Bad Books for Bad People Episode 2: Image of the Beast and Blown by Philip José Farmer

imageofthebeast-bbfbp-cover

We’re back with another episode of Bad Books for Bad People, in which Jack Guignol and I discuss Philip José Farmer’s one-two punch of Image of the Beast and Blown. These XXX science fiction/horror novels are some of the most bonkers books to come out of the already-bonkers 1960s. I described these books as “like the monster mash version of Bataille’s ‘Story of the Eye,'” but there’s an awful lot more going on here. Explicit sex, Lord Byron, aliens, and… Well, you’ll just have to listen to the podcast to find out the rest.

We got our most squeamish friend, man of mystery Baron XIII, to read an especially grotesque segment of Image of the Beast. He issues a seven-day drawing challenge in exchange for being emotionally tortured WARNING: Do not drink every time I say “werepig” or “vagina” or you will be one sloppy human being by the end of this podcast.

Click here to download the podcast! We’re also available on:

…or by subscribing using your podcast app of choice.

 

New Podcast: Bad Books for Bad People

bleakwarrior-bb4bp-horiz

It’s alive! The first episode of  Bad Books for Bad People, my podcast with my long-time friend and collaborator, Jack Guignol, is available for your listening pleasure. We discuss a truly bonkers book, Alistair Rennie’s BleakWarrior, which was was dubbed by one reviewer as “black metal new weird.” Jack thinks it’s more like a SoulCalibur porno directed by Jodorowsky. Who’s right? What other unlikely comparisons will we come up with? Will guest reader Degtyarov of the ultra-esoteric blog and zine Black Ivory Tower be able to hold it together through a passage from the book that involves a whole lot of grotesque violence? Tune in and find out!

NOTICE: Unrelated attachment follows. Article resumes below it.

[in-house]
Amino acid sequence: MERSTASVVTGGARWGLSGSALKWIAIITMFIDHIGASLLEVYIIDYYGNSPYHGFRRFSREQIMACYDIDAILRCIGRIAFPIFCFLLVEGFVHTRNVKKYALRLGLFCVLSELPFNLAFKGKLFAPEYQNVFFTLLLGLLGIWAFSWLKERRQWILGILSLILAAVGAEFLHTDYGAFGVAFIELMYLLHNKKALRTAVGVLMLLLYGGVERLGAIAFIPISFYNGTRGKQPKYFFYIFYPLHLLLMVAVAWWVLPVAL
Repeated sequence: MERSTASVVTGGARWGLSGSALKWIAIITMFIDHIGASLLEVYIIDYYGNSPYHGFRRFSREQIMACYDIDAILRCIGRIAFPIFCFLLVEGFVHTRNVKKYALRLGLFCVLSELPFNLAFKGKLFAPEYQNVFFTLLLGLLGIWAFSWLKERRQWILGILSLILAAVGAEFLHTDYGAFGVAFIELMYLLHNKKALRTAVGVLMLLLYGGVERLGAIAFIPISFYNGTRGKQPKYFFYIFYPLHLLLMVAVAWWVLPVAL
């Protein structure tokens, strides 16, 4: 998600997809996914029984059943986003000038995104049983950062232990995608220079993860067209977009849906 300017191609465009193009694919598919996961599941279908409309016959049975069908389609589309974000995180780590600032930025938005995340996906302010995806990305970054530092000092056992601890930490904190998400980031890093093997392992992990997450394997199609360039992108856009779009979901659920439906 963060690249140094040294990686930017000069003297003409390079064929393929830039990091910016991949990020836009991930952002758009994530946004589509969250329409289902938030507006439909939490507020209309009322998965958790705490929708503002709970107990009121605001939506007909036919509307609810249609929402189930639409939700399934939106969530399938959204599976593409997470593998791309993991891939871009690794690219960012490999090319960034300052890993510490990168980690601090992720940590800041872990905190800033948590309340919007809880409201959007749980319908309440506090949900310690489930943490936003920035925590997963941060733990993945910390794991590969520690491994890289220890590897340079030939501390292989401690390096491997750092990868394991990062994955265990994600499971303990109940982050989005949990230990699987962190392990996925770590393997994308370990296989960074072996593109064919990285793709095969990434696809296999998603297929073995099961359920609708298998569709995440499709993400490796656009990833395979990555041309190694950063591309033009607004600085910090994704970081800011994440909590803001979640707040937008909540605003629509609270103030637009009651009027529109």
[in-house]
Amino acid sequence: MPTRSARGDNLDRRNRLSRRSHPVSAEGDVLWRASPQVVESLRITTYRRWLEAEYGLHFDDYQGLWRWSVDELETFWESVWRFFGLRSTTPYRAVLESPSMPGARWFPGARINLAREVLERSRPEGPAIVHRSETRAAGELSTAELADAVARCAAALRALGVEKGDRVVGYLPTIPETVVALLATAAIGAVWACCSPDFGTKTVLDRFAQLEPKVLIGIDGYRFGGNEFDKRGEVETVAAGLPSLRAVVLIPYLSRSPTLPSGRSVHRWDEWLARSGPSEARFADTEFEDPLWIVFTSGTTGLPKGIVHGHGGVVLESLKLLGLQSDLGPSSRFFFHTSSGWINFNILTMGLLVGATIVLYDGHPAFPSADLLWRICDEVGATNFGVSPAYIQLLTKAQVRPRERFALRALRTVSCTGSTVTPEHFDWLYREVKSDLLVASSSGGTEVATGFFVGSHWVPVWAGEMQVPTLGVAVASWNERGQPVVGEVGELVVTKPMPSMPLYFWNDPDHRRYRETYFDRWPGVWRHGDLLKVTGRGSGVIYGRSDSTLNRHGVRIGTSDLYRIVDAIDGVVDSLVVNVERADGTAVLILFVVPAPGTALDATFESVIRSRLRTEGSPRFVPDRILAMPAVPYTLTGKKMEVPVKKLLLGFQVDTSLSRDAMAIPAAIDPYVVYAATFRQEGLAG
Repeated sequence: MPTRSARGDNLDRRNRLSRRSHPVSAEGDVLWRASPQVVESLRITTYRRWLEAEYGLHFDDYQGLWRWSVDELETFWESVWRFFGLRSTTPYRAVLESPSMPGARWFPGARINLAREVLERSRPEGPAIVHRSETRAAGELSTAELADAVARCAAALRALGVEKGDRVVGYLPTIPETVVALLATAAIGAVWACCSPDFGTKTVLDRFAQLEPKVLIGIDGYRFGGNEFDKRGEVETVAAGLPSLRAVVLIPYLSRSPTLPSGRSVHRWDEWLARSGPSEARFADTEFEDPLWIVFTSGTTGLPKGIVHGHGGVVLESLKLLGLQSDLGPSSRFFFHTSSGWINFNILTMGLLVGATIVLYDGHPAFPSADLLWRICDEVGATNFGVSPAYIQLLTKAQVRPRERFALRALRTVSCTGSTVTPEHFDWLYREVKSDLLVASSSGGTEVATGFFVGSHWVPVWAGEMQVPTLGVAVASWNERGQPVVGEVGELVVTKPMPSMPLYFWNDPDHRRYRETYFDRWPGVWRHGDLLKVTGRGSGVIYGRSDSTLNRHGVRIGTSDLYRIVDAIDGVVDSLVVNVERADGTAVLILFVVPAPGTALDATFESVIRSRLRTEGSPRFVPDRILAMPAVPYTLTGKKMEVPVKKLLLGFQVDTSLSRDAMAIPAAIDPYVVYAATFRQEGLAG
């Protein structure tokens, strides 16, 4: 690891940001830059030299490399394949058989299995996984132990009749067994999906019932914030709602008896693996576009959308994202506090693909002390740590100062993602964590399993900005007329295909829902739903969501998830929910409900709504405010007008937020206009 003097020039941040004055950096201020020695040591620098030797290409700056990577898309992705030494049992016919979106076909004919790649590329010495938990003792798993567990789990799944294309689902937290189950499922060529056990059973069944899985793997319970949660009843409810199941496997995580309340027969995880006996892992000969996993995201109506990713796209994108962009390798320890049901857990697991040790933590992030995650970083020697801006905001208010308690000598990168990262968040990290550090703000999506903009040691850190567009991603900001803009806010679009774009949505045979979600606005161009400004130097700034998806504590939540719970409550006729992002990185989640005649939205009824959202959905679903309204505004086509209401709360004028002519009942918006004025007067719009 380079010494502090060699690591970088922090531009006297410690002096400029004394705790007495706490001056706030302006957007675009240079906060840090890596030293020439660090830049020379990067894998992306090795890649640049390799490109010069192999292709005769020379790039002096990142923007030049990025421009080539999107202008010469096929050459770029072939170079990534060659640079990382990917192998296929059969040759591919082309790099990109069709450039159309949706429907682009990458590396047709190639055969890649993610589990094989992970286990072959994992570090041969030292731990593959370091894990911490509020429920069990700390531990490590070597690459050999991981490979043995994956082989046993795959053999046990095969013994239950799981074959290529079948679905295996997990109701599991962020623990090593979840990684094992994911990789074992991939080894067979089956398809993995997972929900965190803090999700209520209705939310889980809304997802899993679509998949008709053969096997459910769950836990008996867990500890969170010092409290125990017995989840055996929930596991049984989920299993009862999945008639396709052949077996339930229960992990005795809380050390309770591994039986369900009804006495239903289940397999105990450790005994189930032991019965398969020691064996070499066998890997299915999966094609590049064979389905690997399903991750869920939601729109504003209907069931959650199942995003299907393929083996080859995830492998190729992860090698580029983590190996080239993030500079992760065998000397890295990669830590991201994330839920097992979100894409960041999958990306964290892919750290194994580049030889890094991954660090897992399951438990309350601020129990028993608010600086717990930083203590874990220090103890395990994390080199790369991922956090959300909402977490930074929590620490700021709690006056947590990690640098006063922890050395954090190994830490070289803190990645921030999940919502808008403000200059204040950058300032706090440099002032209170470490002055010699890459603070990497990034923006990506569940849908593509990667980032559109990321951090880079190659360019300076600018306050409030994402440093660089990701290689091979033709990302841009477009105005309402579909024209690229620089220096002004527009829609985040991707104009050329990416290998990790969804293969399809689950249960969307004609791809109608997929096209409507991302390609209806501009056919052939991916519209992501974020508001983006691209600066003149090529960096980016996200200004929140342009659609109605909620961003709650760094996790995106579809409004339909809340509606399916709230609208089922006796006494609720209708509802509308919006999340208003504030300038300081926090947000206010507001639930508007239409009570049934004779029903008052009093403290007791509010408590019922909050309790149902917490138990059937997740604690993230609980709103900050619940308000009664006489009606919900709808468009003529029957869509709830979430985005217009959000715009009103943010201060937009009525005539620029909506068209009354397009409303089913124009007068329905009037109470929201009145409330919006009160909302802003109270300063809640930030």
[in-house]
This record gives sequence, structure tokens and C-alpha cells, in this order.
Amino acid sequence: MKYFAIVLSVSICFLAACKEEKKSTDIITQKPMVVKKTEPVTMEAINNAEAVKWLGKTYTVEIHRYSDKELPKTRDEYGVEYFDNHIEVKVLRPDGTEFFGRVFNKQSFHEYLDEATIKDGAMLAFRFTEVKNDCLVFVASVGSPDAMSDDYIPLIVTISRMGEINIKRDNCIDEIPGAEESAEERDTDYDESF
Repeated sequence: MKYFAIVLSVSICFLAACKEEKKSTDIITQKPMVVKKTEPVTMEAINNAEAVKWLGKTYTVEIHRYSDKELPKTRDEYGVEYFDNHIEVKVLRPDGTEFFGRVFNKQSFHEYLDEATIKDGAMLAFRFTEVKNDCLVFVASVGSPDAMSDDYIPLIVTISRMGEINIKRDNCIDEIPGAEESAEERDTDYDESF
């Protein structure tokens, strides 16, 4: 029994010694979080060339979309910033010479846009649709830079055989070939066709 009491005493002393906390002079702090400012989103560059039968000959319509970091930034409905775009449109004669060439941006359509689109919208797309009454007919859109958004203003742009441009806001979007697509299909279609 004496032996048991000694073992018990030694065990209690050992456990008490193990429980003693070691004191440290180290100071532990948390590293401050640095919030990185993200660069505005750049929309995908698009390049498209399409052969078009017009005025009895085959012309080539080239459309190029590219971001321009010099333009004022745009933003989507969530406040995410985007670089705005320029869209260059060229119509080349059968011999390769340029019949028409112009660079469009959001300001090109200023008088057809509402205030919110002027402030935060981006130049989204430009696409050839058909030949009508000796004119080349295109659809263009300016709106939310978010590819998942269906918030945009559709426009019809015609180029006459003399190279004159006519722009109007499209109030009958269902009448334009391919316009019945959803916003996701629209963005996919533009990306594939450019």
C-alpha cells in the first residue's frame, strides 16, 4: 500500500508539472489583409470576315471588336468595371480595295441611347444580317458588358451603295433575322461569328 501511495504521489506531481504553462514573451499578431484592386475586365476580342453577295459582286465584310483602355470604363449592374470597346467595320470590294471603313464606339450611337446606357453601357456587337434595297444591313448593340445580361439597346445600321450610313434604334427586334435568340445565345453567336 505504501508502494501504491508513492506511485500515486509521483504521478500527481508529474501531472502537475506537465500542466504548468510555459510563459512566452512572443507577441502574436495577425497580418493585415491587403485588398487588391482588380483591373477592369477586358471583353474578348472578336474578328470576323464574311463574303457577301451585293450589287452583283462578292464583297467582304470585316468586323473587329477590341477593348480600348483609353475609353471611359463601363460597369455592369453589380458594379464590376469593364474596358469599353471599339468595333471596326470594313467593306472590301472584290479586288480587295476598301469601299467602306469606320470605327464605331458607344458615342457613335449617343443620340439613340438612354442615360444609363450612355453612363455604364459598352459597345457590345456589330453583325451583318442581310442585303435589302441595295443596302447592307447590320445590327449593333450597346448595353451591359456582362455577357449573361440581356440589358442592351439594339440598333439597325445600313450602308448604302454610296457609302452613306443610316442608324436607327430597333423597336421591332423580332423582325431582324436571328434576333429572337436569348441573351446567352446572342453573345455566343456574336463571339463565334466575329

Click here to listen to Episode 1 of Bad Books for Bad People.

Follow Bad Books for Bad People for updates:

Nine Circles of Pet Cinematary: Profile and Podcast

I just can’t quit the world of weird movies! My good friend Wendy Mays has started a podcast about animals on film, so I jumped at the chance to discuss two of my favorite animal movies with her (I got to pick two movies for a single show because I am greedy and spoiled). Check out our conversation about “Unmasking the Idol” and “Order of the Black Eagle,” which feature a karate-chopping, tank-driving baboon, over at the Pet Cinematary website. Topics discussed include baboon boners, cake Hitler, and how ninjas are a lot like pimps.

Should you wish for even MORE Boon the Baboon related content, you can read my review of “Unmasking the Idol” here and my thoughts on “Order of the Black Eagle” here.

Photo by SylivieTheCamera.com
Photo by SylivieTheCamera.com

I was recently given the honor of an artist profile over at my heavy metal blog of choice, Nine Circles. I talk about how much I love the people I collaborate with, list some of my favorite music, and reveal how low I’ll sink to get to work with especially exciting new folks. You can read the article here.